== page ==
Italy’s snap election on September 25 took place amid a rising tide of social media distortion, disinformation, and online hate campaigns. During critical moments such as these, the proper enforcement of platform content moderation policies is essential. Yet, a review of the Italian social media landscape profiled in this study demonstrates clearly that all of the major Big Tech platforms failed to apply consistent and transparent enforcement procedures in Italy. To evaluate platform compliance with their own rules and standards, we performed an in-depth examination to determine what actions platforms were in fact taking to mitigate the dissemination of content that violates Terms of Service and (in many cases) Italian law. Were users able to report such content, and would their notifications be handled swiftly and diligently? Would users be able to understand and appeal to content moderation decisions? What share of notified content would remain online a week after it had been flagged via the platforms’ content moderation system?
For this report Reset collaborated with Luiss Data Lab to assess the effectiveness and implementation of Facebook’s, Twitter’s, and YouTube’s systems for moderating user-reported content in Italy. In a prior investigation, we already scrutinised VLOPs’ ability to moderate large-scale coordinated inauthentic behaviour in the country. What we found was a general failure by the three social media platforms to respond to flagged content and enforce moderation policies in a timely and fundamental rights sensitive way.
The EU’s Digital Services Act (DSA), the landmark piece of legislation which seeks to address a host of online harms – including those associated with electoral processes — was not yet in force at the time of Italy’s election. However, the major digital media companies have all agreed to a Code of Practice on Disinformation that pledges consistent and transparent enforcement of rules. They have not met these standards. Our investigation offers valuable insights into the content moderation practices of Very Large Online Platforms (VLOPs), and it may help inform the design of regulatory standards and set expectations for the nascent DSA framework.
Our key findings are as follows:
- User-reported content in clear violation of platform rules is almost never removed by social media giants in Italy. In cases where content was flagged for review for violating 1 platform Terms of Service, Facebook chose to delete the problematic content only 12% of the time. YouTube and Twitter fared even worse than Facebook, with YouTube removing flagged content just 6% of the time and Twitter just 5%. Reported content included incitements to violence and racist hate speech. Disinformation that clearly violated platform terms of service, including posts that denied the Bucha massacre, was not removed in a single case even after it was flagged via platforms’ notification systems.
- Removal rates were only slightly higher for content that experts assessed to be illegal under Italian law. Out of 53 illegal comments that we flagged to Facebook, only 17 were removed; out of 18 illegal comments that we flagged to Twitter, only 1 was removed; out of 93 illegal comments that we flagged to YouTube, only 7 were removed.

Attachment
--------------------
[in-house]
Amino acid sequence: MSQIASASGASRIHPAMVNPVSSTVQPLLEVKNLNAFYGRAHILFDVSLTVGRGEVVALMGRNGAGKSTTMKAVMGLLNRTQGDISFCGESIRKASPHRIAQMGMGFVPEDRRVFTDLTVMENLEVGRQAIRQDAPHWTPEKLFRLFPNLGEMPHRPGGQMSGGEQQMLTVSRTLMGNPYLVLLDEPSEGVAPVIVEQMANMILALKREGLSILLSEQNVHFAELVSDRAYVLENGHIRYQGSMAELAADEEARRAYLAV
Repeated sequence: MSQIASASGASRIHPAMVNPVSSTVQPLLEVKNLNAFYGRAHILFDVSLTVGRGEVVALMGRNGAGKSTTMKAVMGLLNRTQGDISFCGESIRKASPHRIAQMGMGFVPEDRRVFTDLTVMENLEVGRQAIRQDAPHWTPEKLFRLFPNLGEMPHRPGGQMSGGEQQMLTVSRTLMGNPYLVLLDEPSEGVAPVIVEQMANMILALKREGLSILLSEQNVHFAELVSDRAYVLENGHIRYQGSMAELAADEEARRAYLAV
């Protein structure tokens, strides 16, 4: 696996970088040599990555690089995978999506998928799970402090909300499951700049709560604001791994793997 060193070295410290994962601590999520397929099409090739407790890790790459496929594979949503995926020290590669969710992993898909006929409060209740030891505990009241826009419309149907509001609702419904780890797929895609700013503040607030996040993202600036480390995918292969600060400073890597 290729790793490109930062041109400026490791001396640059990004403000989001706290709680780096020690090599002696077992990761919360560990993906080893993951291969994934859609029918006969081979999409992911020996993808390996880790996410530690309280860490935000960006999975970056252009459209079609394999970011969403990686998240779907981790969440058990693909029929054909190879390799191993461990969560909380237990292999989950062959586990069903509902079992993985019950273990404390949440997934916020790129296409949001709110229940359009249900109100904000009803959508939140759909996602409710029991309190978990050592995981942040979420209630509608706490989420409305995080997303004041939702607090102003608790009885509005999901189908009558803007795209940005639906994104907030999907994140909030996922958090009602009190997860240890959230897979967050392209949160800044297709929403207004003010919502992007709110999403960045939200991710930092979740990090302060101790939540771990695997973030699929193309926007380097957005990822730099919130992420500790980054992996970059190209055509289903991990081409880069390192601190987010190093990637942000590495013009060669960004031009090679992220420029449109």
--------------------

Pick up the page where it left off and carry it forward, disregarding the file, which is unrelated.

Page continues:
- User-reported content was rarely addressed in a timely or transparent manner. In a stark indication of serious deficits in platform notice and action procedures during the monitoring period, YouTube did not respond to any user notifications of potentially violating comments under videos. Facebook replied to user notifications of reported content only 45.3% of the time, while Twitter did so just 13.3% of the time. When Facebook and Twitter did respond to user notifications, the average time span between notification and response was 3 days and 1 day respectively.
- When Facebook and Twitter did respond to user notifications, responses often did not include information about content moderation decisions or their reasoning, nor information about redress possibilities. 40 percent of the responses we received from Facebook merely stated that the company was not able to review our notification because of a high overall volume of user notifications. Another 11 percent of the responses we received from Facebook stated that the company was not able to review our notifications because of “technical issues”.
- Content that violated platforms’ Terms of Service or Italian law had already been publicly available on the platforms for months. The comments reported during the monitoring period had already been online for 123 to 495 days prior to being flagged for review.
These findings suggest that in order to comply with the forthcoming DSA, as well as their commitments under the new EU Code of Practice against Disinformation, Facebook, Twitter, and YouTube will need to dramatically improve their notice and action systems, and invest in human as well as technical content moderation capacities.
In the sections of the report that follow, we discuss our research design, the results of our monitoring process, and the responsiveness (or general lack thereof) of platform notice and action procedures. We then conclude with recommendations regarding next steps for stronger compliance with the Code of Practice on Disinformation and the DSA.